DUBLIN, IRELAND — Leading aircraft lessors supporting global airline fleets are gathering in Dublin this week to discuss the potential impact of China's recent decision to ease travel restrictions.

They are optimistic that this move will lead to a faster recovery in the industry but are also expressing concerns about a shortage of aircraft. The industry has faced significant challenges in the past three years due to the COVID-19 pandemic, which resulted in thousands of planes being grounded. However, with the recent loosening of COVID policies in China, demand for air travel is once again on the rise.

A report released on Monday by Avolon, the world's second-largest aircraft leasing company that is owned by China, predicts that global air traffic will reach pre-pandemic levels as soon as June of this year. This forecast is notably more optimistic than the predictions of many other industry experts.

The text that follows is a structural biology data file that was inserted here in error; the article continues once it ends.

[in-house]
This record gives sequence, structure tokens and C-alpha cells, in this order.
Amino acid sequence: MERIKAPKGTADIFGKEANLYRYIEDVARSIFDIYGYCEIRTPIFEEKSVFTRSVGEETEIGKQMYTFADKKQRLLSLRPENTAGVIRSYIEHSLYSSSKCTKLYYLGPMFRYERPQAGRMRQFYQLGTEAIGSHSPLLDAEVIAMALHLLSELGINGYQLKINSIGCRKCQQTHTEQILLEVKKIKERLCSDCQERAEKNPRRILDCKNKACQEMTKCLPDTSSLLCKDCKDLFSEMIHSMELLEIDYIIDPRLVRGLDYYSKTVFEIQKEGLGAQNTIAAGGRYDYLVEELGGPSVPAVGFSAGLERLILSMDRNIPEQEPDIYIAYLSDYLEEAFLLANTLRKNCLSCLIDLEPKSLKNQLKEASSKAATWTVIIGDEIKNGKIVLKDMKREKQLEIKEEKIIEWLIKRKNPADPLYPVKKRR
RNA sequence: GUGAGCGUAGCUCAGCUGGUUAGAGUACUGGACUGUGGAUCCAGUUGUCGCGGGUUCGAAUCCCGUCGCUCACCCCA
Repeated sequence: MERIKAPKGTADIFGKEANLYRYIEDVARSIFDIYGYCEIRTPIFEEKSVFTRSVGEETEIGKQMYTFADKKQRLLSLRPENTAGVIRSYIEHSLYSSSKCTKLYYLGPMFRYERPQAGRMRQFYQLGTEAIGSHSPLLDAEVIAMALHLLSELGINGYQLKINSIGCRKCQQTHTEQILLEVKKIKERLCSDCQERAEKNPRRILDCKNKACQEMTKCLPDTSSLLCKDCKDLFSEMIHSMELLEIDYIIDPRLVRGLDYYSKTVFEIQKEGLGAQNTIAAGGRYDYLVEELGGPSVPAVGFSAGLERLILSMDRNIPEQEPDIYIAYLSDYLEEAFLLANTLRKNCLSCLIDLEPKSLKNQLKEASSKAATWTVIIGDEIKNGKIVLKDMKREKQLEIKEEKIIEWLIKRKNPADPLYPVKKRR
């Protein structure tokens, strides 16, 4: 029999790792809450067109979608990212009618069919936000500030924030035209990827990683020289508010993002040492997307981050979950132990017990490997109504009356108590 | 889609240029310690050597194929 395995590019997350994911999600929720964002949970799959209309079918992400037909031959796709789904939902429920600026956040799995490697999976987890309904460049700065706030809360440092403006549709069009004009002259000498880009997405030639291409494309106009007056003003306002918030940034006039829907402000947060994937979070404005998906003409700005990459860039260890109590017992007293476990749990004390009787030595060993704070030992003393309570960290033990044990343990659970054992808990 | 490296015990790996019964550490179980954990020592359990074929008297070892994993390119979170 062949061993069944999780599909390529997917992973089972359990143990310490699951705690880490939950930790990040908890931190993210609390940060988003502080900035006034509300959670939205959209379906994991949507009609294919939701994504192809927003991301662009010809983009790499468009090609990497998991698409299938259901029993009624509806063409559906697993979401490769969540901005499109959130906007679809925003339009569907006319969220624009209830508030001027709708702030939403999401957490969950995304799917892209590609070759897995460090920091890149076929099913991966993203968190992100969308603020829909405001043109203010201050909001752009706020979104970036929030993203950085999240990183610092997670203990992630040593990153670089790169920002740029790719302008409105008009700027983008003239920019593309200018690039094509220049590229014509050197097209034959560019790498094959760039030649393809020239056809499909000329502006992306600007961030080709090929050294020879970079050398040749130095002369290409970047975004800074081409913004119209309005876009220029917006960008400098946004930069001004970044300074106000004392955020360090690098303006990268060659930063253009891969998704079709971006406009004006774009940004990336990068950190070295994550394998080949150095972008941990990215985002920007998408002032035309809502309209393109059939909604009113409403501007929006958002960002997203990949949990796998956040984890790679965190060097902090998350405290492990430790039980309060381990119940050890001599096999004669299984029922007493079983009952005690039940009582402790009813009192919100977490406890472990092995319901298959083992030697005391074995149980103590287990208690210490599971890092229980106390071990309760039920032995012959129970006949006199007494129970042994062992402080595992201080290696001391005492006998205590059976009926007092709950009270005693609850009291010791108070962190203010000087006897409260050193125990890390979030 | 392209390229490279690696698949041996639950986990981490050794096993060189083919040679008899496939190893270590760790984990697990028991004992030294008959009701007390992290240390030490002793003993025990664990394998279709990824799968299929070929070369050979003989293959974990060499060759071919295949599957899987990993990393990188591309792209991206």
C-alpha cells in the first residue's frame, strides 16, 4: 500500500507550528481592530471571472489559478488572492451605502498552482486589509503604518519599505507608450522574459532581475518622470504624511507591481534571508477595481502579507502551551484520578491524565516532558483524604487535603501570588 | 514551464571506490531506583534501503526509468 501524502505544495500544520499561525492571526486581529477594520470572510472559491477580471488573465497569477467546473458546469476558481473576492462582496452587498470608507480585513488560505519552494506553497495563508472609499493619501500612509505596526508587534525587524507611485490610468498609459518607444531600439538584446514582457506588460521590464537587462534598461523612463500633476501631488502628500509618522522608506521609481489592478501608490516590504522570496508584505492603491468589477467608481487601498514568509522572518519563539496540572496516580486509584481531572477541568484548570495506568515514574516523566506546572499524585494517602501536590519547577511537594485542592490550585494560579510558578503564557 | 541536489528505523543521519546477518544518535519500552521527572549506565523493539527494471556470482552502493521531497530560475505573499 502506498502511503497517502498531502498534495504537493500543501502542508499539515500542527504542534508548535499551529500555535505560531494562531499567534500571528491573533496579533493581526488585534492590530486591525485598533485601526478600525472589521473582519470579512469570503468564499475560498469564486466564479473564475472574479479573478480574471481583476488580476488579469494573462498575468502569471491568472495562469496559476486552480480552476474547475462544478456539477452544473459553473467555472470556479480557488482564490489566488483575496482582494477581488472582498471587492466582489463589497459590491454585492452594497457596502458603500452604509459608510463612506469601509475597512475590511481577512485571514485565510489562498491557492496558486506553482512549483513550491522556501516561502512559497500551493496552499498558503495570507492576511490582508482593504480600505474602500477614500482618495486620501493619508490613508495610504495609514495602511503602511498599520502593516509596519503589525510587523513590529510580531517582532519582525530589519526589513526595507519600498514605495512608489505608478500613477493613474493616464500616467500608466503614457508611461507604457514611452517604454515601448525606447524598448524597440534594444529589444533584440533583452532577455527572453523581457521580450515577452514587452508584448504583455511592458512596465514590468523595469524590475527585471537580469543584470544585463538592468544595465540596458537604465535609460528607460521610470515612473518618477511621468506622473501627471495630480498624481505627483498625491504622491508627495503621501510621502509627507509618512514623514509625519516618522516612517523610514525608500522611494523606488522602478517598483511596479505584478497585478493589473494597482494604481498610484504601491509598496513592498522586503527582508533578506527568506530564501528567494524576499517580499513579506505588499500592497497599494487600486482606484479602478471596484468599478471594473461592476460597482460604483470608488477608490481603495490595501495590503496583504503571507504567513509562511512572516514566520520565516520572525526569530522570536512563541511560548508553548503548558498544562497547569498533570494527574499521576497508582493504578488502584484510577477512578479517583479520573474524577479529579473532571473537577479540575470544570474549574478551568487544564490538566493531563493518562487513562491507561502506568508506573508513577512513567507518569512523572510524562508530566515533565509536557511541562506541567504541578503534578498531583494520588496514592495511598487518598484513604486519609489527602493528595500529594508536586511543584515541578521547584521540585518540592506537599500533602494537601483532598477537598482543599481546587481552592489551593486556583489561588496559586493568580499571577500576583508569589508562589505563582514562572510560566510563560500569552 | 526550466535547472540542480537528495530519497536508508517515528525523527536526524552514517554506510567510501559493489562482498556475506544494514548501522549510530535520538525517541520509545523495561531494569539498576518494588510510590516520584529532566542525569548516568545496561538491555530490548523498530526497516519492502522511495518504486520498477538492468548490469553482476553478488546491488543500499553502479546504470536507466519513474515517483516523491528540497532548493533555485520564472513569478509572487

"After a 70% recovery in passenger traffic last year led by ... Europe and North America, Asia will drive growth in 2023, helped by the recent reopening in China," Avolon said.

However, some are adopting a more cautious approach and are not as optimistic about a swift recovery.

"Airlines are not dramatically increasing their frequency to China. It's going in the right direction, but it's going to take some time," said aviation adviser Bertrand Grabowski.

"For now, I think we must think about China in a cautious way," Rob Morris, head of global consulting at Ascend by Cirium.

On the other hand, AerCap, the world's largest aircraft lessor, has stated that delivery issues at Boeing and Airbus are expected to persist for several years. They also suggest that manufacturers are not providing airlines with an adequate notice about delays. AerCap CEO Aengus Kelly, speaking at the annual Airline Economics conference in Dublin, said that this issue of over-promising and under-delivering is likely to continue for years to come.

"The challenge with the OEMs (original equipment manufacturers) today is the short-dated nature of how they're notifying airlines of the delays," Kelly said.

On the side of demand from customers, Kelly thinks the air travel is expected to fully recover by the middle of the year, returning to levels seen before the outbreak of the pandemic.